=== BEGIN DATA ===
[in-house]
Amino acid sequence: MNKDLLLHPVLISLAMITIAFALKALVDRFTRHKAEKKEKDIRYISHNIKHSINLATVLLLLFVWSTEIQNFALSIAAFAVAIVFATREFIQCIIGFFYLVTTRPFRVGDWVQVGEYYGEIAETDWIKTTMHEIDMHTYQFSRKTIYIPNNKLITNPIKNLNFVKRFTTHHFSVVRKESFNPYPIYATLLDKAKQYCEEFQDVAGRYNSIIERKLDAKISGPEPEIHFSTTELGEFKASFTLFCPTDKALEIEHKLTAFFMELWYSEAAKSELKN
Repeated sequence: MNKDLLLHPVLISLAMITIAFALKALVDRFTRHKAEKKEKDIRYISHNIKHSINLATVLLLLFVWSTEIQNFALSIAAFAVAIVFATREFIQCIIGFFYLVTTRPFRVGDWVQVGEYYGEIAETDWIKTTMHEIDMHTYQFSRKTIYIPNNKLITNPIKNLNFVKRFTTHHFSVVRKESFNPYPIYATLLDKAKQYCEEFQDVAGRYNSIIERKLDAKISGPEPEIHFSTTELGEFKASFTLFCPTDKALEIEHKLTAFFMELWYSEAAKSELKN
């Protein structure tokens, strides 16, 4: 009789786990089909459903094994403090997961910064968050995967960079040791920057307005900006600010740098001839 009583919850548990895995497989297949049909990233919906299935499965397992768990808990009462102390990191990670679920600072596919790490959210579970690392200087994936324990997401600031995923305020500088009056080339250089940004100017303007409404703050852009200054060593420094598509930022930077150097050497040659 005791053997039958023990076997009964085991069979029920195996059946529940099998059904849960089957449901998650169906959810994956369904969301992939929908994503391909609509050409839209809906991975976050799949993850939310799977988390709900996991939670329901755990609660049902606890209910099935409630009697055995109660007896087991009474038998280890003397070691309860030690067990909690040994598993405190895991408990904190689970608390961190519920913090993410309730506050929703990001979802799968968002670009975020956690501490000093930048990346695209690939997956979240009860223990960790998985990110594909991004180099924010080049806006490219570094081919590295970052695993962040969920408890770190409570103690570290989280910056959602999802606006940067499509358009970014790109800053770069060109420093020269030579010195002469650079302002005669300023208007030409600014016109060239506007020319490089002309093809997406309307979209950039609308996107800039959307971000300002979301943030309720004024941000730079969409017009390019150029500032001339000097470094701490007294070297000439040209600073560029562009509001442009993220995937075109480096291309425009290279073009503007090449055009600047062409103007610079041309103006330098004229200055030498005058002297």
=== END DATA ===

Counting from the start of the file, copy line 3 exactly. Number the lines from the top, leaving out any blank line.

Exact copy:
Repeated sequence: MNKDLLLHPVLISLAMITIAFALKALVDRFTRHKAEKKEKDIRYISHNIKHSINLATVLLLLFVWSTEIQNFALSIAAFAVAIVFATREFIQCIIGFFYLVTTRPFRVGDWVQVGEYYGEIAETDWIKTTMHEIDMHTYQFSRKTIYIPNNKLITNPIKNLNFVKRFTTHHFSVVRKESFNPYPIYATLLDKAKQYCEEFQDVAGRYNSIIERKLDAKISGPEPEIHFSTTELGEFKASFTLFCPTDKALEIEHKLTAFFMELWYSEAAKSELKN